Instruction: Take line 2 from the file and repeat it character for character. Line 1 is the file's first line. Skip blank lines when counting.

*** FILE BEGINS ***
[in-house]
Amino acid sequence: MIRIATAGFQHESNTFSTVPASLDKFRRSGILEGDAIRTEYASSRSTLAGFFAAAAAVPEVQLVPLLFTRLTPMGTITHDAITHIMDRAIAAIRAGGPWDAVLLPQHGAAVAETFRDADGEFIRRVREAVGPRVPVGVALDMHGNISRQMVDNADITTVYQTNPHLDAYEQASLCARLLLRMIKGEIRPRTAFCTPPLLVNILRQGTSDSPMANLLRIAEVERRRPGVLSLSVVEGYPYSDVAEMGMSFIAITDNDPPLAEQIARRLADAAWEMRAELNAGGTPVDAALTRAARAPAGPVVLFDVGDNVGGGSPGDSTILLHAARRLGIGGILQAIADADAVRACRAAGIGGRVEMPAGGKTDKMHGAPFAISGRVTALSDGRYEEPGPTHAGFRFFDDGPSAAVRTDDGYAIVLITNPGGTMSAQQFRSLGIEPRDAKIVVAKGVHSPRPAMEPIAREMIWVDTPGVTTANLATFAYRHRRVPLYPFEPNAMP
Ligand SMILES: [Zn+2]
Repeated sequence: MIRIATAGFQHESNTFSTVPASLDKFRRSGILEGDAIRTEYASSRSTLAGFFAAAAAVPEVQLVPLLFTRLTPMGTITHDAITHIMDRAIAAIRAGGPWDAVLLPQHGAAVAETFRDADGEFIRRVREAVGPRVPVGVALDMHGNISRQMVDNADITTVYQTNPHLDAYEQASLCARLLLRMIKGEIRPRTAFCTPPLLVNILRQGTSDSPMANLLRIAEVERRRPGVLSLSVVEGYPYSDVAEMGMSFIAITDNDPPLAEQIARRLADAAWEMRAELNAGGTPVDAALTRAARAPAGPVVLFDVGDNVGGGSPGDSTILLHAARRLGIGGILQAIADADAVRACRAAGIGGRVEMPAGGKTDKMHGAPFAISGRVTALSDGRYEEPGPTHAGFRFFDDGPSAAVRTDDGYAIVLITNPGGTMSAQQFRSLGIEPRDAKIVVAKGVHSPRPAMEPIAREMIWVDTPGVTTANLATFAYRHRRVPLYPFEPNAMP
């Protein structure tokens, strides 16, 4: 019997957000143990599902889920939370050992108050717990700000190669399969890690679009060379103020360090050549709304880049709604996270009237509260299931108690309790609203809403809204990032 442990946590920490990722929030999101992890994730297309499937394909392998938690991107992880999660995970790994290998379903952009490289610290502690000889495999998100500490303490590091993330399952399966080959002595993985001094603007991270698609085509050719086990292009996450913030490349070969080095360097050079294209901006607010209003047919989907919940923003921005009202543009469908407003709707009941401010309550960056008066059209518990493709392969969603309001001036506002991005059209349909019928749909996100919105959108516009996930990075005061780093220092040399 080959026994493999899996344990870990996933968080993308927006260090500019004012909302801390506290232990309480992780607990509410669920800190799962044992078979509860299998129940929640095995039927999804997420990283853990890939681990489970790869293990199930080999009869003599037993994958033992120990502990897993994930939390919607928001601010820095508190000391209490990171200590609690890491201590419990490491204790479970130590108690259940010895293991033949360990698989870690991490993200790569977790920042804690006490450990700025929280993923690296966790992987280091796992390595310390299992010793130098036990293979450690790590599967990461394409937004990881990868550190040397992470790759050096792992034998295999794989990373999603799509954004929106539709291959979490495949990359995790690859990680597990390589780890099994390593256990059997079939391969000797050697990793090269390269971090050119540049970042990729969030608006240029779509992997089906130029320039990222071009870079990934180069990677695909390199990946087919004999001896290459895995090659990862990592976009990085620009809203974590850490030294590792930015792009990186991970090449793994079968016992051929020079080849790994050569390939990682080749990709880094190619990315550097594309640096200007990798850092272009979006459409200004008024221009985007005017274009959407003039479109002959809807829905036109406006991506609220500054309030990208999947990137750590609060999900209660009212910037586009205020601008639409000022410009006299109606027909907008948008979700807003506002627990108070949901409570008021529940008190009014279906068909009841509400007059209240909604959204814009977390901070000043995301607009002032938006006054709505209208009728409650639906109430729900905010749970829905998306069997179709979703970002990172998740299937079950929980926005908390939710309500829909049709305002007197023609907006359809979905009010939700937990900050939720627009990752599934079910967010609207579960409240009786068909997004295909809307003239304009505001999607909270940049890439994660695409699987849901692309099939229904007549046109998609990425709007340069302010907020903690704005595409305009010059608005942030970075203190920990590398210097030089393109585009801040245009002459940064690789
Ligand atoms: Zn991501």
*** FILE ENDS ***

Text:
Amino acid sequence: MIRIATAGFQHESNTFSTVPASLDKFRRSGILEGDAIRTEYASSRSTLAGFFAAAAAVPEVQLVPLLFTRLTPMGTITHDAITHIMDRAIAAIRAGGPWDAVLLPQHGAAVAETFRDADGEFIRRVREAVGPRVPVGVALDMHGNISRQMVDNADITTVYQTNPHLDAYEQASLCARLLLRMIKGEIRPRTAFCTPPLLVNILRQGTSDSPMANLLRIAEVERRRPGVLSLSVVEGYPYSDVAEMGMSFIAITDNDPPLAEQIARRLADAAWEMRAELNAGGTPVDAALTRAARAPAGPVVLFDVGDNVGGGSPGDSTILLHAARRLGIGGILQAIADADAVRACRAAGIGGRVEMPAGGKTDKMHGAPFAISGRVTALSDGRYEEPGPTHAGFRFFDDGPSAAVRTDDGYAIVLITNPGGTMSAQQFRSLGIEPRDAKIVVAKGVHSPRPAMEPIAREMIWVDTPGVTTANLATFAYRHRRVPLYPFEPNAMP